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Texas collapses in abysmal 27-23 loss to Texas Tech

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A late quarterback change for the Red Raiders helped spark a meltdown for the Longhorns.

Texas Tech v Texas Photo by Tim Warner/Getty Images

A touchdown pass from benched Texas Tech Raiders quarterback Nic Shimonek with 1:47 remaining following an interception by Texas Longhorns quarterback Sam Ehlinger was the difference in an ugly and monumentally disappointing performance on Senior Night in Austin.

With the ‘Horns driving and facing a 3rd and 2 from the Texas Tech 37-yard line, Ehlinger threw across his middle into the middle of the field. The pass was intercepted by Justus Parker and returned 55 yards to the Texas 14-yard line.

Two players later, Shimonek capitalized with a 16-yard touchdown pass to cap the senior’s rescue effort.

The first interception by Ehlinger was too characteristic for this season. So characteristic, in fact, that it was hardly surprising when he threw another interception on the final drive of the game for the ‘Horns.

Texas finished with four turnovers in a game marred by questionable calls by the officials and unacceptable ineptitude across the board.

After receiving the opening kickoff, it took only 91 seconds for the ‘Horns to score, with freshman quarterback Sam Ehlinger accounting for all 75 yards. Offensive coordinator Tim Beck opened the game with a reverse throwback to Ehlinger for 27 yards before the Austin native hit graduate transfer tight end Kendall Moore for 16 yards. Senior Armanti Foreman finished the drive with a 27-yard catch and run touchdown that was one of the best efforts of his career.

The Texas offense stalled after the first possession, however, as the decision by Texas Tech head coach Kliff Kingsbury to start sophomore quarterback McLane Carter over senior Shimonek paid off early. Carter scored a touchdown on a zone read keeper to tie the game and connected with former Longhorns commit Keke Coutee for 104 yards in the first quarter.

At the start of the second quarter, however, the Longhorns defense was able to hold in the red zone and force a field goal by the Red Raiders.

Against a solid Texas Tech defensive front in the red zone, Texas struggled to convert opportunities into touchdowns, settling for two field goals in the first half from 19 yards and 20 yards — difficult decisions for a head coach who admittedly hates kicking field goals from that distance.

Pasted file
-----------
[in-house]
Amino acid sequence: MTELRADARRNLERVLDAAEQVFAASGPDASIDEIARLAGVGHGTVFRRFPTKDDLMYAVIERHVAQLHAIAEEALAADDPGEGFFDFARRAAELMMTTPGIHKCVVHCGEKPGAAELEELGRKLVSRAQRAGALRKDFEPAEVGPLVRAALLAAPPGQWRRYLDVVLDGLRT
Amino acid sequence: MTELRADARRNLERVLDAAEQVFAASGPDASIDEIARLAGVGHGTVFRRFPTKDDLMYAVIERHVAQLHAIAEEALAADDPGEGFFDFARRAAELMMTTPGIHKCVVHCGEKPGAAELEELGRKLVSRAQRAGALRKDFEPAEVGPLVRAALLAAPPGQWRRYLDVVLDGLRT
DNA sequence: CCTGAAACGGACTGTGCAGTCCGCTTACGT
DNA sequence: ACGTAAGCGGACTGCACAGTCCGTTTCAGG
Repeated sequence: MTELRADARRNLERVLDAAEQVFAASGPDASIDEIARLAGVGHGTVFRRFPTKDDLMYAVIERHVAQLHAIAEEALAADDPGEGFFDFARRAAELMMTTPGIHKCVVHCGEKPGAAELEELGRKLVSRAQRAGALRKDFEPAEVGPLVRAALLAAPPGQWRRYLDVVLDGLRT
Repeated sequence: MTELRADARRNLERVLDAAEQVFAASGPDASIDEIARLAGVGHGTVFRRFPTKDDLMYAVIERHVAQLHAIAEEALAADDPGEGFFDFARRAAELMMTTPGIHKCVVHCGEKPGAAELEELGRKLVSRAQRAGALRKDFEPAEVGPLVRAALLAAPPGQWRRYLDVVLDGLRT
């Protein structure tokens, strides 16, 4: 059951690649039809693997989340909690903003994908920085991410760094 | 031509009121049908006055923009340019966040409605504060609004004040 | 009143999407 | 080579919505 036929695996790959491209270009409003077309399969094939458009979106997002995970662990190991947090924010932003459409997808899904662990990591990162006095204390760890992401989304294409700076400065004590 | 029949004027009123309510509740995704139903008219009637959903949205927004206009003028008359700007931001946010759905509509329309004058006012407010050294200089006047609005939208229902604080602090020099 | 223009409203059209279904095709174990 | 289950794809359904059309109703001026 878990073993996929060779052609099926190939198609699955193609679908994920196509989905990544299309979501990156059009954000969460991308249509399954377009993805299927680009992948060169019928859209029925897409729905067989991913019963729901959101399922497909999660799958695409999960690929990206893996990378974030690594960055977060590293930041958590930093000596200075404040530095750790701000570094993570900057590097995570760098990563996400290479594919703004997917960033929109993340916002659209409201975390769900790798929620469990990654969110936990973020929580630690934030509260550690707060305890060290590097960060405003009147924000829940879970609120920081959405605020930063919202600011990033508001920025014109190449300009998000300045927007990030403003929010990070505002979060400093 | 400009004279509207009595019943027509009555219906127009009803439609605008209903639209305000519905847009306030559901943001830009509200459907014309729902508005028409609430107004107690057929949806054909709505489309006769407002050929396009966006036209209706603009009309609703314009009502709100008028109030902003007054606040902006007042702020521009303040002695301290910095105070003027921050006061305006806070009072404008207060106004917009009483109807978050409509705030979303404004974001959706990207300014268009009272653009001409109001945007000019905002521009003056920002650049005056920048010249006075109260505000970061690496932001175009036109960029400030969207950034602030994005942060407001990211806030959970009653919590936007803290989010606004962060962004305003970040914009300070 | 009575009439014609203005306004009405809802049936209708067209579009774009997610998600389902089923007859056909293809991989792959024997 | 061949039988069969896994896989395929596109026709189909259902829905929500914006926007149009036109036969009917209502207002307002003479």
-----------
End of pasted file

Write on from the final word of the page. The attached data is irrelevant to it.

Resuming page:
The play calling in those situations will come under scrutiny, as it should, but the offensive line also struggled to create any holes against a defense that is better in the front than it has been in recent years.

Entering the game, the Longhorns ranked tied for 63rd nationally in red-zone touchdown percentage, even though the struggles to score with a condensed field seem more significant than that. In fact, Texas ran eight plays inside the Texas Tech 3-yard line in the first half and lost a yard overall.

Beck tried passes, with Ehlinger unable to find any open receivers on two attempts and what appeared to be a run-pass option for wide receiver John Burt resulting in an incomplete pass intended for the quarterback. Ehlinger also had two called runs for zero yards. Running backs Daniel Young and Kyle Porter lost a yard on three attempts.

Three of those plays came at the end of the first half after junior Chris Warren III caught a 19-yard pass that came close enough to breaking the plane of the goal line to draw a review. Yet the ‘Horns couldn’t punch it in.

The lone successful play was a counter to Daniel Young for a nine-yard touchdown run when the line was able to create a crease up the middle.

Without two interceptions forced by the defense — one by Kris Boyd and one by Davante Davis that lead to 10 points — the halftime deficit of 20-10 wouldn’t have been possible.

A long completion that beat Davis for 40 yards and a pass interference penalty on senior nickel back Antwuan Davis led to a field goal by Texas Tech to star the drive. Fortunately, the Texas defense was able to survive fumbles by Toneil Carter and Reggie Hemphill-Mapps by forcing two three and outs.

It wasn’t until early in the fourth quarter that the offense finally got moving with a third-down completion to Foreman and the third defensive pass interference call of the season. Ehlinger couldn’t take advantage, however, as he missed an open Collin Johnson in the end zone by leaving the ball out of bounds.

The Longhorns settled for a 40-yard field goal by Joshua Rowland that was hardly guaranteed given his struggles this season to stretch the lead to 23-13.

Following the quarterback change to Shimonek, however, the game changed — his first pass found Keke Coutee for 52 yards after the pocket passer picked up a 3rd and 9 with his legs. A 13-yard touchdown pass to TJ Vasher cut the lead the three.

Texas couldn’t hold on.

In a year filled with plenty of plausible excuses for this team, there’s nothing that excuses this performance across the board.

So much for that momentum heading into the bowl game.